Inspirational Woman: Pip Wilkins | CEO, The BFA

Pip Wilkins

With 20 years’ experience in the franchise sector, Pip has worked her way up within the Association, gaining insight from all areas of the business and the franchise industry.

She is well-known and highly regarded in franchising for her dedication and depth of knowledge.

Pip regularly speaks at conferences and seminars both domestically and internationally, as well as writing on franchising matters for national, local and franchising trade press. Pip is also a judge for the annual bfa HSBC Franchisor and Franchisee of the Year Awards.

Pip represents the UK at both the European Franchise Federation (EFF) and World Franchise Council (WFC). The bfa has grown to be one of the largest franchise associations in Europe, and one of the most successful associations in the world.

Tell us a bit about yourself, background and your current role

My first job was at the British Franchise Association at just 19 years of age, beginning as an administrator. I loved being in the franchising industry so much as we are all very much connected and collaborative, so I wanted to experience everything the bfa had to offer.

I worked my way up the ladder, working in different areas such as events, business services and operations until 2016, when I became the first female CEO of the British Franchise Association.

Did you ever sit down and plan your career?

When I began my career at the bfa, I had no idea where it would lead me, and that I would devote my entire professional life to the franchising industry. But my success in each of the varying roles made me sit down and think about what it was I wanted in life, what I wanted to achieve, as well as what I wanted to improve.

I never particularly thought of myself as a natural leader but I decided that I really wanted to explore leadership, as I wanted to develop and learn in these areas. I completed a diploma in Applied Business Management in which I gained many valuable skills in areas of leadership, strategy and client relationship management and marketing. These helped validate a lot of skills I had already applied over the years.

Have you faced any challenges along the way?

You have to tell yourself that you deserve this position, and it’s been achieved in your own right. I’m sure this is a similar scenario for many women. So I suppose in this sense the biggest challenge can be an internal battle with yourself. The franchising industry at large has been exceptionally supportive over the past 20 years.

What has been your biggest achievement to date?

Eight years ago, when I was Head of Operations at the bfa, I wanted to create an event for women in the franchising industry to unite and talk about workplace and personal challenges, share our experiences and feel empowered doing so.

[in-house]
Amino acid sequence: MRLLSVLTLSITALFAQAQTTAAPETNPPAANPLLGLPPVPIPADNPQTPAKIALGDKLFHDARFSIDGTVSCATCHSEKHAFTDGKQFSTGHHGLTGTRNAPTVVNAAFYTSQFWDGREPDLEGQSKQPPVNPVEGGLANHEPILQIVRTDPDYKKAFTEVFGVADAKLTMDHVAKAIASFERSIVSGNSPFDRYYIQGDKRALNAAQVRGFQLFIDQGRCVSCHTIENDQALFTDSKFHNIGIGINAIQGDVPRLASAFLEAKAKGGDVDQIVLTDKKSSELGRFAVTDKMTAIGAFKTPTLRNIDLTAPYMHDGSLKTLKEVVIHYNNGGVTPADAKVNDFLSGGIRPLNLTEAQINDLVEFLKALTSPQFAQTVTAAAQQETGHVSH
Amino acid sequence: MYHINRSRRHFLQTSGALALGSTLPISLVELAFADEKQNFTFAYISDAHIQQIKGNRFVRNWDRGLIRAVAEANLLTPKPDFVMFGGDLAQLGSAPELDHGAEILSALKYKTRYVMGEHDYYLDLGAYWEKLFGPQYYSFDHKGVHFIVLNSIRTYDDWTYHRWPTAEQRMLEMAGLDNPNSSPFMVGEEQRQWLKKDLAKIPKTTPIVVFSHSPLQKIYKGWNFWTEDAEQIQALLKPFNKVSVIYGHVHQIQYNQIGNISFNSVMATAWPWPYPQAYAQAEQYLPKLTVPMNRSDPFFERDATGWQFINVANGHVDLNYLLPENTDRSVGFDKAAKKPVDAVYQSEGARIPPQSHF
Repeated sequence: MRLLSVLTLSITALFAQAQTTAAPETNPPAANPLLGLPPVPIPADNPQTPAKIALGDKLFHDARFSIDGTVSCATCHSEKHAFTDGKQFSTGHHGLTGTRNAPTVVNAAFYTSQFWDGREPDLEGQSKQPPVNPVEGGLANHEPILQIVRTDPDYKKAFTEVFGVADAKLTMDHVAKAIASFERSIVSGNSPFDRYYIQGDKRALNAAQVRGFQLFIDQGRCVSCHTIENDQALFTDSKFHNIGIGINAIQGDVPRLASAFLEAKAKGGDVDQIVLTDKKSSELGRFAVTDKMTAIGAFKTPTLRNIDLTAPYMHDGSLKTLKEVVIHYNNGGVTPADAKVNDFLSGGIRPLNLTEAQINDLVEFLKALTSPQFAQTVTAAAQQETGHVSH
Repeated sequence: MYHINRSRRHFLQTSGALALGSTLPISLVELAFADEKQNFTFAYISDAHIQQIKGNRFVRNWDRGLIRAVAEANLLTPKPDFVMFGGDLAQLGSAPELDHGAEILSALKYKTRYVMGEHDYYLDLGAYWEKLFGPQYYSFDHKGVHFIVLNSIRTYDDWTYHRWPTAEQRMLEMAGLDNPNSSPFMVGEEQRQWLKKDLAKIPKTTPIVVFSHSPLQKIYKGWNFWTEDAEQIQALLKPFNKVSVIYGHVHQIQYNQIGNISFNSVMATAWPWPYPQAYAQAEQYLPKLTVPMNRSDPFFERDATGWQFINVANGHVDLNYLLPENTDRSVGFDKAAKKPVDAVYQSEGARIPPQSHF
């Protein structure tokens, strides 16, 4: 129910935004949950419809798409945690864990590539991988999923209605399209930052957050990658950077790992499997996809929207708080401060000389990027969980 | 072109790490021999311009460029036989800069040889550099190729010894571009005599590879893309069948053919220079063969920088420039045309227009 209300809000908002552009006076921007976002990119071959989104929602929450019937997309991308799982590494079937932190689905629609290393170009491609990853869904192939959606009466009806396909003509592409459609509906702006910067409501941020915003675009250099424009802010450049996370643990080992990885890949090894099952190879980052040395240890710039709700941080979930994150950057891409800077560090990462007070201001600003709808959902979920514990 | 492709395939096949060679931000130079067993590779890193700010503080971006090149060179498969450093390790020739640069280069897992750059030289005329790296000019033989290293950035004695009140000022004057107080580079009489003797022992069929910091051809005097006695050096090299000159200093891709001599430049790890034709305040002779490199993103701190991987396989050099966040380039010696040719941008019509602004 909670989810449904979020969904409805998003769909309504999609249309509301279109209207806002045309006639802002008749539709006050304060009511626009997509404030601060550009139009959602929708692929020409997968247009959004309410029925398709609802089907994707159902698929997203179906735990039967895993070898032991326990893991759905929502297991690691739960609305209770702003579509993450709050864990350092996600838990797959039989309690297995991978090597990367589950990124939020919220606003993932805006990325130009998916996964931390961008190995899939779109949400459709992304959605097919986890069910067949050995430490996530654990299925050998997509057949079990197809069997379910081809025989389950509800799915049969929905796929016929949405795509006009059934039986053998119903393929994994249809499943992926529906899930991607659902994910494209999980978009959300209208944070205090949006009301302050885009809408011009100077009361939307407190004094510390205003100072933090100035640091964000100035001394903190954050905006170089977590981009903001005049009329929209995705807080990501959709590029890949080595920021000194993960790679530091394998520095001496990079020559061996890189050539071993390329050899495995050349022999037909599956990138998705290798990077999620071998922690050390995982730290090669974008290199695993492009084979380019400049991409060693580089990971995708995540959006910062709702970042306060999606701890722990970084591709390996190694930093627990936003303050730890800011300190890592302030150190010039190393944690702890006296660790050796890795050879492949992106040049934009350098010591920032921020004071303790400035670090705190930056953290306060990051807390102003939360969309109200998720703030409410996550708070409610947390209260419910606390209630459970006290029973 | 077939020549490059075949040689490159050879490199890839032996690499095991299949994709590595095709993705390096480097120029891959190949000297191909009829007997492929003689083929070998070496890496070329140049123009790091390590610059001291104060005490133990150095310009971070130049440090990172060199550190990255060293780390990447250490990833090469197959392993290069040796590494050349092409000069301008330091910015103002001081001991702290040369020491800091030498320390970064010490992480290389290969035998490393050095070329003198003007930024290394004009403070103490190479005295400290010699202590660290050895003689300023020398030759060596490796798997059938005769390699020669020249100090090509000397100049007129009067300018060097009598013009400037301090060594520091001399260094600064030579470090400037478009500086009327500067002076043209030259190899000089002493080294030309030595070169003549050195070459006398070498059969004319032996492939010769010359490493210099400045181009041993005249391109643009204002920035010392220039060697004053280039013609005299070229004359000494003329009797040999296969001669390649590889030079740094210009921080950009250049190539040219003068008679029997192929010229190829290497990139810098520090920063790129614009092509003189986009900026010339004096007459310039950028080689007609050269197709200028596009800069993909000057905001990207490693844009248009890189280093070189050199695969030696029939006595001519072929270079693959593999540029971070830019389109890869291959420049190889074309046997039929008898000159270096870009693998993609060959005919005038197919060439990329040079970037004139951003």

Empowering Women in Franchising was born. After many years, I realised that most of what we highlighted and discussed was identified by businesswomen across the UK. So I decided to rename the event Empowering Women in Business (EWIB) and open the event up to all women, enabling us to mix and learn from all industries, roles and experiences. I feel proud that I have created a space for women to openly discuss their journeys and become inspired by our diverse speakers.

Years ago I would shy away from public speaking and being the leader of an association that is nationally and internationally recognised, it seemed inevitable that it would have to be a large part of my job. EWIB seemed the perfect place to tackle this, and last year, I gave a speech on my journey to leadership, and what it has meant to me.

What one thing do you believe has been a major factor in you achieving success?

An excellent team, supportive family, and of course just the grit to keep going even in the face of adversity. If there is one characteristic that women have that truly make a good leader is grit!

If you could give one piece of advice to your younger self what would it be?

In all seriousness, it would be to focus on what it is you want to achieve, and don’t let anyone say you can’t do it, including yourself. Go for it.

What is your next challenge and what are you hoping to achieve in the future?

The bfa is the leading educator in franchising. I want to continue promoting the industry to enable the next generation to find a lifestyle and career in franchising. It’s a wonderful industry, and one that can truly make a difference in people’s lives. To do this, we will continue to champion the growth of the UK franchising sector.

I am also looking to develop our educational and training programmes so people within the industry can demonstrate their experience, understanding and ethical approach to franchising. I am passionate that people in and out of the industry receive the right information, so it is essential that we promote and lead in best practice.

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